Mormons have received some important direction in regard to “the Spirit” (another term for the Holy Ghost).

  • Always Have It. One of the most important things that Mormons do is to take the Lord’s Supper each week (or sacrament, as they call it). Each time they do this, they are promised that if they are worthy, they will always have God’s Spirit with them.
  • Always Trust it and Act on It. A Mormon apostle recently said, “We must be confident in our first promptings [from the Holy Ghost]. Sometimes we rationalize; we wonder if we are feeling a spiritual impression or if it is just our own thoughts. When we begin to second-guess, even third-guess, our feelings—and we all have—we are dismissing the Spirit; we are questioning divine counsel.”

As a Mormon, I prayed many times a day for the Holy Ghost to be with me. I studied the scriptures and visited the Temple to give opportunities for the Holy Spirit to reveal things to me. It was frequently on my mind, and when it wasn’t, it was always in the background of my thought. I sought God’s input, through the Holy Ghost, in all the important aspects of my life (and many of the unimportant ones too).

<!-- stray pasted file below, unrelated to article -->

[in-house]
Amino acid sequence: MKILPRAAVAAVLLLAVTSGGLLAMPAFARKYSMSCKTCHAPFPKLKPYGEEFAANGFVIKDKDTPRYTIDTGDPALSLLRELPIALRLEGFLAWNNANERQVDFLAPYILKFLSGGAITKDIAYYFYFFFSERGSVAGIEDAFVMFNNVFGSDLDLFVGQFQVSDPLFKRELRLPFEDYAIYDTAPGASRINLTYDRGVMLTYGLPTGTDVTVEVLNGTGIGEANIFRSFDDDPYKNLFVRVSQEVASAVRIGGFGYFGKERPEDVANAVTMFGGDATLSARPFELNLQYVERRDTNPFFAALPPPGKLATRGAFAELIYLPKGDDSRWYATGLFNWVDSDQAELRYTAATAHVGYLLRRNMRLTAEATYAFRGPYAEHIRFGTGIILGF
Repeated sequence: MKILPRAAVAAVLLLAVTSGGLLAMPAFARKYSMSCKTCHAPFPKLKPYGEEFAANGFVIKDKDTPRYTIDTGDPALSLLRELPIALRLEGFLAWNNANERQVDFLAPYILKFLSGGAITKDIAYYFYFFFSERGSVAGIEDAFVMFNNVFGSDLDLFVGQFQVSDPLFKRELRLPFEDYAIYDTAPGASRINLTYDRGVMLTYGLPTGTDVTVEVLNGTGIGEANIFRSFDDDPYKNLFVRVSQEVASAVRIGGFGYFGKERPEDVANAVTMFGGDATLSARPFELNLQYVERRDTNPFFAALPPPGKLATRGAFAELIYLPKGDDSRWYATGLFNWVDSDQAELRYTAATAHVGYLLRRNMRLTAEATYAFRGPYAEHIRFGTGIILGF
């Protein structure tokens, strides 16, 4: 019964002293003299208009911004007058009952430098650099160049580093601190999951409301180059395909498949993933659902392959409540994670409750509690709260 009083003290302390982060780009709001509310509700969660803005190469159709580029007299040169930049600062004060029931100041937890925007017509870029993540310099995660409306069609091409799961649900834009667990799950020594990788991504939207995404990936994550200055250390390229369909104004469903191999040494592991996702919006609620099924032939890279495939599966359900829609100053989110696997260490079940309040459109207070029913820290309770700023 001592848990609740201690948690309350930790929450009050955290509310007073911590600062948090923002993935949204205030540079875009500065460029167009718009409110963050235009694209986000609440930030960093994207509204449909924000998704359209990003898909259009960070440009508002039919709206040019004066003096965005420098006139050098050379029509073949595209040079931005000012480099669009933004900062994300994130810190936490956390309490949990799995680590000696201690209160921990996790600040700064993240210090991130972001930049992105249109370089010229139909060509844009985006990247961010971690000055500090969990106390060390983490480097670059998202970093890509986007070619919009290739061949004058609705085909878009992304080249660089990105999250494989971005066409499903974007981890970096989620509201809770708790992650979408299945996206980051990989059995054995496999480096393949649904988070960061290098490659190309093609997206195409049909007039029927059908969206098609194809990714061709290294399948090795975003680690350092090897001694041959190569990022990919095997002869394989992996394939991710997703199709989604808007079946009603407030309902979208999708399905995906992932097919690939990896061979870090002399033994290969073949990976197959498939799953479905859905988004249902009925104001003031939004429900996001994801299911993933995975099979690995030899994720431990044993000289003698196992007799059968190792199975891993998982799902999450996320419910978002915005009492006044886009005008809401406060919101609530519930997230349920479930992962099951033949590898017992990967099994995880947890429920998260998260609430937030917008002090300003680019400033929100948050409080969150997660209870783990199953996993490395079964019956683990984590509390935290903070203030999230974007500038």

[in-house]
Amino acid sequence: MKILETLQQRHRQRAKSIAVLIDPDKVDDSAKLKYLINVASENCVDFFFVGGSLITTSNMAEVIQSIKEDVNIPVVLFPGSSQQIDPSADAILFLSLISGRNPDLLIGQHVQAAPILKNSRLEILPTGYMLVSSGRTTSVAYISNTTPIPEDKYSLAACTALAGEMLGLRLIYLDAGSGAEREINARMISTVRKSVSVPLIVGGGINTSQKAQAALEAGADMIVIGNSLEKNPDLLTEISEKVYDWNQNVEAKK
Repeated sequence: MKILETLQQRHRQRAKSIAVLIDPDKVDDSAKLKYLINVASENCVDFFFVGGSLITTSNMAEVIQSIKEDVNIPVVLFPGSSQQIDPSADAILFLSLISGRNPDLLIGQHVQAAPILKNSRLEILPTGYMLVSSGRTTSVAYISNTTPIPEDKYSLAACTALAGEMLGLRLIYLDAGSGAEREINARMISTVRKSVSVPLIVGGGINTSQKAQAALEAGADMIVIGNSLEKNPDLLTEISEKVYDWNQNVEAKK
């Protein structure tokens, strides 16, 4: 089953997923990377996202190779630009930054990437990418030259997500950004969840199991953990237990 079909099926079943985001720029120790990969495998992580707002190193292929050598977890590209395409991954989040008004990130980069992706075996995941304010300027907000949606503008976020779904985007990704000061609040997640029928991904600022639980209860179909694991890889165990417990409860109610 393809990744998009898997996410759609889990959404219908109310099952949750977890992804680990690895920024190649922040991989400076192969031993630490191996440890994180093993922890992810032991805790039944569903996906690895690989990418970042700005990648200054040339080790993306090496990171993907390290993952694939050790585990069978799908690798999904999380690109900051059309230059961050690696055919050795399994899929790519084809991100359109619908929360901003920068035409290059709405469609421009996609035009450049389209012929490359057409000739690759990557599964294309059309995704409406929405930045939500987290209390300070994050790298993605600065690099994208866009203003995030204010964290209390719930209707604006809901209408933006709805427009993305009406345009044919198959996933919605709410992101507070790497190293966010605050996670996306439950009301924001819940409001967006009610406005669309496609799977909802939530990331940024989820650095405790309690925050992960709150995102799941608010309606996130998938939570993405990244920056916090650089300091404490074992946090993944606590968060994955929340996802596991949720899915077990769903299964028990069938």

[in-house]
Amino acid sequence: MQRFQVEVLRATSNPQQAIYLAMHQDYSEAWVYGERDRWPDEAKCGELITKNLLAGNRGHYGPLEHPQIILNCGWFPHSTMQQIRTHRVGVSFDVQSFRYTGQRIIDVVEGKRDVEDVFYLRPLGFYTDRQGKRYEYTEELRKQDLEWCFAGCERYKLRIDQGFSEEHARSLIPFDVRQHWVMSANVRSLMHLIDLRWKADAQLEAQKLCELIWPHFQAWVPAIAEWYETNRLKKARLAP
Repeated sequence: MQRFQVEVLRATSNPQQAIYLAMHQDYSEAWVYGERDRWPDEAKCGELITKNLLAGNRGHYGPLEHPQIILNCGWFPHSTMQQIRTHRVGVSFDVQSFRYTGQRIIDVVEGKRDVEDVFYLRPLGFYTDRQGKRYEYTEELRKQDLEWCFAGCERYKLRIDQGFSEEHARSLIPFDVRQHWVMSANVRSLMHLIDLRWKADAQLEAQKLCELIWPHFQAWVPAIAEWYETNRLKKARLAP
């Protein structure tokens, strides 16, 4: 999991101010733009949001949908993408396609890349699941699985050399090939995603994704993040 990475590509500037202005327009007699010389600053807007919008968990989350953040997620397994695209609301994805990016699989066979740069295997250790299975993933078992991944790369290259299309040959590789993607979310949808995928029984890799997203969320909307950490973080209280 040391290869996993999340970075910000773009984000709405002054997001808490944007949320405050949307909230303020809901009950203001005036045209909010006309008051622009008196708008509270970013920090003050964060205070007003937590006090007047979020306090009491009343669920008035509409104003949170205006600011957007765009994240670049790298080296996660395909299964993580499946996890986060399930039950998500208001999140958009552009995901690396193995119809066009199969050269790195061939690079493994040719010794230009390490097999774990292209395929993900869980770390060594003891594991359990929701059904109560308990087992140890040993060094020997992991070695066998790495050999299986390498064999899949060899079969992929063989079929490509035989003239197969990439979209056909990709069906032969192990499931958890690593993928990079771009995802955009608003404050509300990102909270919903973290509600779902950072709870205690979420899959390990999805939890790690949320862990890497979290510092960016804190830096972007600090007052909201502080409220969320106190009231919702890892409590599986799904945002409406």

Emotion Can Help You Make Wise Decisions

Emotion is an important part of our lives. There’s even some strong evidence that without it, our decision-making skills would be severely impaired.

…people make judgments not only by evaluating the consequences and their probability of occurring, but also and even sometimes primarily at a gut or emotional level.

Antoine Bechara2

Of course, we shouldn’t shun our emotions or our gut instincts. They inform us about ourselves and even about the world in a way that logic can’t.

So, I believe that my emotions can give me direction and help me make better decisions.

But, I need to make sure to keep them in the proper priority.

Emotion Can Also Cloud Judgement and Lead to Poor Decisions

Mormon sermons frequently throw doubt on logic and reason. The message they give is that our own reason can lead us astray but God’s reason cannot. We can fool ourselves, but God will never fool us.

So, the thinking goes that we should trust the emotions that come from the “Holy Spirit” over our own abilities to think and to solve problems.

But when I am left to myself, I have no power, and my wisdom is foolishness; then I cling close to the Lord, and I have power in his name.

If our faith is rooted in the sandy soil of reason and logic, it will be swept away by a rising tide driven by the escalating winds of opposition.

…my ways higher than your ways, and my thoughts than your thoughts.

Sure, if the good and loving Creator of the world really is speaking to us, we can probably trust it and follow it. The trouble is that humans are really bad at discerning what is God’s voice and what isn’t.